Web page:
punishment in most cases, and God decides
whether or not to intervene and prevent the
- Read Habakkuk 1:14-16. What is the other problem with God
using the really wicked to punish the mildly wicked? (The
really wicked give praise to their false gods.)
- Read Habakkuk 2:1. After stating the additional
complaints, what does Habakkuk do? (He waits on God for
- Does God have to answer? Does God have to explain
himself to His creation?
- God's Reply
- Read Habakkuk 2:2. How important is God's answer? (God
says "I want everyone to know what I have to say about
these complaints." That suggests the answer is important.)
- Read Habakkuk 2:3. What kind of response is this? (God
says, "Wait for it." "Timing is very important here. I
will do what I promise in My time.")
- Read Habakkuk 2:4. What two kinds of people does God say
exist? (The righteous who live by faith, and the proud
with their evil desires.)
- Read Habakkuk 2:5. What is wrong with those who are evil?
(They are greedy and never satisfied.)
- Read Habakkuk 2:6-7. What is God's answer about the future
of the evil? (God says "payback" is coming. The evil will
be ridiculed and scorned. They will change places and
become the victim.)
- Read Habakkuk 2:13-14. I keep time records of my work. The
day before I wrote this I put in 11.4 hours of work. What
does God say about laboring to exhaustion? (It is all
going to burn!)
- What is important in life? (Advancing the knowledge
of the glory of God. Bringing glory to God. I like to
think that my work every day is to advance the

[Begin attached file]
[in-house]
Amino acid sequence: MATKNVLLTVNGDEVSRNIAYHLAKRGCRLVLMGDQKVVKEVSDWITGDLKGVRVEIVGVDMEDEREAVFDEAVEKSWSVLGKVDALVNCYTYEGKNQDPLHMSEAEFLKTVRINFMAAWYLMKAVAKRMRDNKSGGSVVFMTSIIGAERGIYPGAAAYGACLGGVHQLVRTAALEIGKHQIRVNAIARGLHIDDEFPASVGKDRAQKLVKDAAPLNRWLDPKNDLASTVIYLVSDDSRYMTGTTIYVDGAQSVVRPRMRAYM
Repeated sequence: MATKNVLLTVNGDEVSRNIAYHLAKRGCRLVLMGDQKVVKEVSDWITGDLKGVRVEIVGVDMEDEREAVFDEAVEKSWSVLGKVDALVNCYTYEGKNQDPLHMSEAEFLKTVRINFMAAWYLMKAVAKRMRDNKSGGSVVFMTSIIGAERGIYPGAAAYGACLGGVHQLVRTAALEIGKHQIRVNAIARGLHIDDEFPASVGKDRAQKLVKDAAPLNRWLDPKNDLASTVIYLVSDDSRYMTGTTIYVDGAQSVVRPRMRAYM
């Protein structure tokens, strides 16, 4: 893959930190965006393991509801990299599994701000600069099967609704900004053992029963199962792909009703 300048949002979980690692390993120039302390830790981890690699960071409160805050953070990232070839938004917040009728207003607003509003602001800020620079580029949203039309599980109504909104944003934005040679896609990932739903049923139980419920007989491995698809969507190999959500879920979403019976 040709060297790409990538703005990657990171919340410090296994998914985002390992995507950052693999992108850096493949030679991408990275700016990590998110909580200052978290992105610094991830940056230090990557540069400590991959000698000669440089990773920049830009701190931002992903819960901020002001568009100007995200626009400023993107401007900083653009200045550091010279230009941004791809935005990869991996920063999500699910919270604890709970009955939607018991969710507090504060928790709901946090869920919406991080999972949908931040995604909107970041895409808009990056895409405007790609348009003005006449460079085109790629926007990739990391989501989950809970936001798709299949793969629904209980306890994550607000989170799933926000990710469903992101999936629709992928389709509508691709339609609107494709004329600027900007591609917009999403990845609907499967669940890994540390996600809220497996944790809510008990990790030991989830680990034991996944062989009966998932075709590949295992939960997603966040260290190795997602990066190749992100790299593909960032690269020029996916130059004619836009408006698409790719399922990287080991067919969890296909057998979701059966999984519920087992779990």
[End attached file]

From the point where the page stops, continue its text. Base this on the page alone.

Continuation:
Kingdom of God rather than just build something that
- Read Habakkuk 2:15-16. Does this sound like advice on
current issues? (Consider the number of Internet videos of
drunk young people who fit this picture.)
- What is God telling us? (That if we take advantage of
others, we can expect others to take advantage of us.
God will pour out a cup of disgrace on us.)
- Read Habakkuk 2:18-20. We started this chapter by saying
that God is going to give His answer about why the truly
evil are used to punish the mildly evil. God is going to
tell us why He allows violence and tolerates injustice.
What answers do you find among the verses that we just
read? (God's answer seems to have several parts. First, He
knows who are the righteous who live by faith and He knows
who are the proud and greedy. God knows who trusts in Him
and He knows who trust in their own creation. God says the
timing may vary, but the wicked will be punished. Evil
and violence will end. God says, "I am on My throne -
- Habakkuk's Prayer
- Read Habakkuk 3:1-2. In light of what God just told
Habakkuk, what does Habakkuk pray? (Do it now! Bring
justice now! Bring mercy now!)
- Habakkuk 3:3-16 recite God's great power and glory. God
can do anything!
- Read Habakkuk 3:17-18. Consider the contrast. God is all
powerful and can do anything. However, as a practical
matter, right now in my life things are going very poorly.
What attitude should you have in such a situation? (We
should rejoice in God and be joyful. God asks us to look
beyond our situation and trust that He will make things
- Read Habakkuk 3:19. How does trust, faith and joy in God
change our life? (An attitude of trust gives us wings! It
gives us strength and it gives us speed and it gives us
the ability to see things clearly.)
- Friend, would you like wings? Would you like joy,
strength, speed and clarity? Trust in God. Despite the
current problems of life, God is on His throne. Trust that
God sees those who live by faith and those who oppose God.
In His time, God will make it right!
- Next week: The Day of the Lord (Zephaniah).
* Copr. 2013, Bruce N. Cameron, J.D. All scripture references are to the New International Version (NIV), copr. 1973, 1978, 1984 International Bible Society, unless otherwise noted. Quotations from the NIV are used by permission of Zondervan Bible Publishers. Suggested answers are found within parentheses. The lesson assumes the teacher uses a blackboard or some other visual aid.